appeared in its columns, his associates, to the day of his death, took no unimportant part in the making of the paper. In his first chief assistant, Raymond, he secured one of the ablest journalists of the day — a man who recognized the value of news, who knew how to select capable subordinates, and how best to direct their efforts. Among other contributors and editorial assistants to whom the Tribune was indebted were Margaret Fuller, Bayard Taylor, George William Curtis, Edmund Quincy ( Byles ), William Henry Frye, Hildreth, the historian, and Charles T. Congdon. Charles A. Dana joined the staff in 1847, and remained with it, a larger part of the time as managing editor, until 1862. George Ripley began writing for it in 1861, and, outliving Greeley, gave to its literary columns for twenty years a reputation that was unrivaled. Sidney Howard Gay, who was so conscientious an abolitionist that he abandoned his plan of becoming a lawyer because he could not take the oath to sustai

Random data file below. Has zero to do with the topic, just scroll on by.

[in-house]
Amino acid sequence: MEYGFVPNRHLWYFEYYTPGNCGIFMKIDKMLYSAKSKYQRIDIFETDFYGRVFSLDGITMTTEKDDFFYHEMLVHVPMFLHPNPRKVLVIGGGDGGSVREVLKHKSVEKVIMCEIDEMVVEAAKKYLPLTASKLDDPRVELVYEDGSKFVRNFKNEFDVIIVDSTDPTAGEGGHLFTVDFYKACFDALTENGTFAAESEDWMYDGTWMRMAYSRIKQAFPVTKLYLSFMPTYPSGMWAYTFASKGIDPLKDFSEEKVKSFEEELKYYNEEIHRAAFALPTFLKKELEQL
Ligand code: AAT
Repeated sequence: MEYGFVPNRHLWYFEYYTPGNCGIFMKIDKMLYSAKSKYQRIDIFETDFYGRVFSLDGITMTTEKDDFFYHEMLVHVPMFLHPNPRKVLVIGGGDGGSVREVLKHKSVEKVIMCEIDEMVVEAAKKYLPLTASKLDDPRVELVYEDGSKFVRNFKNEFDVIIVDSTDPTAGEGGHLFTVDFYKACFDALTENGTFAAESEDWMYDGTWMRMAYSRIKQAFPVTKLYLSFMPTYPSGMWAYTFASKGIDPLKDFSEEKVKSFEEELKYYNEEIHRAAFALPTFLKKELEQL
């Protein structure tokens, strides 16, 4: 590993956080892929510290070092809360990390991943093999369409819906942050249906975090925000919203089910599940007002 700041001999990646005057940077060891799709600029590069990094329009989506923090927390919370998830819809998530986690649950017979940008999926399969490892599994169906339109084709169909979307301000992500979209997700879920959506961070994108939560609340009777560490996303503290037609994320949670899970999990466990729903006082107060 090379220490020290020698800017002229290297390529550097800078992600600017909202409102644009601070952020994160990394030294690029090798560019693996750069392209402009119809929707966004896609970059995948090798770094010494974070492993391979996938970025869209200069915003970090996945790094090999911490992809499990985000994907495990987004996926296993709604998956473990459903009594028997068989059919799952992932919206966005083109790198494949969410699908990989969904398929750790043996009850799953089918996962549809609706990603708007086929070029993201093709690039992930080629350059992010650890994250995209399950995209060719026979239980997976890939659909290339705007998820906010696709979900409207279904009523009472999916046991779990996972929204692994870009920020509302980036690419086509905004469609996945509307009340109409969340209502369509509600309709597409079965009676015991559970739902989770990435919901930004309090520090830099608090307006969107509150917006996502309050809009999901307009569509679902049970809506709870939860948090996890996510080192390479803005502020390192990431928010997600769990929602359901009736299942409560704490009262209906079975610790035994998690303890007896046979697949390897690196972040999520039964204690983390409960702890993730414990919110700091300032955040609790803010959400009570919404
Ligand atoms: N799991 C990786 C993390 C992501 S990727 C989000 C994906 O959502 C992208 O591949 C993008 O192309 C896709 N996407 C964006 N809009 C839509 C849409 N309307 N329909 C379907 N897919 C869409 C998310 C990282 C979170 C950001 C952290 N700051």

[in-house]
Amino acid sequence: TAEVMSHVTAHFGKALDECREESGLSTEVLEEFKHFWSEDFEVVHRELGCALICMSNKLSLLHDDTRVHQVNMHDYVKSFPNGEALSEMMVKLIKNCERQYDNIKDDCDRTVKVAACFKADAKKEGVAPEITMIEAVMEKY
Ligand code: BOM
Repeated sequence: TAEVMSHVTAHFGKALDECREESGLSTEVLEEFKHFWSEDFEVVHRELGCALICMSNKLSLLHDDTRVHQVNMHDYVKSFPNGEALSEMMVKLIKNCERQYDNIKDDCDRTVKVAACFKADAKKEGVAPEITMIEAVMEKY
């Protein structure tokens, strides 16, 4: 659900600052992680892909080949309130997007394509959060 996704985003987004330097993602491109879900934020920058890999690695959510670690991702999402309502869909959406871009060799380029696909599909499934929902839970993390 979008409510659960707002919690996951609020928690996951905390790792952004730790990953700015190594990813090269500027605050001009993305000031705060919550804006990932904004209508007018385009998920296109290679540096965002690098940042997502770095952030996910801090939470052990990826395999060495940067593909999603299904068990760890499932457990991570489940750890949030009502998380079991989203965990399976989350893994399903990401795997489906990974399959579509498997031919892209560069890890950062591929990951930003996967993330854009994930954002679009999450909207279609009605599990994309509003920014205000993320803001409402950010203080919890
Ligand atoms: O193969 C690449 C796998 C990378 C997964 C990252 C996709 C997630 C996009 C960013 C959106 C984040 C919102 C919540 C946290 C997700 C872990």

ose receiving his ministrations including young men seeking employment, young doctors and lawyers, country merchants, would-be editors, and inquiring farmers. Greeley's lectures also gave him and his paper a good deal of advertising. It is somewhat difficult to realize to-day the importance of the lecture platform when it was considered a sort of duty for educated men to have on hand a lecture or two which they were willing to read to any audience which was willing to ask them. Hale's Lowell and his friends. Emerson wrote to a friend in 1843, There is now a lyceum, so called, in almost every town in New England, and if I would accept an invitation I might read a lecture every night. But all lecturers were not expected to contribute their wisdom or entertainment without compensation. It was said in the early fifties that Zzz Ik Marvel, from the delivery of one not very good lecture, could secure money enough to support himself while he was writing a really good book, and that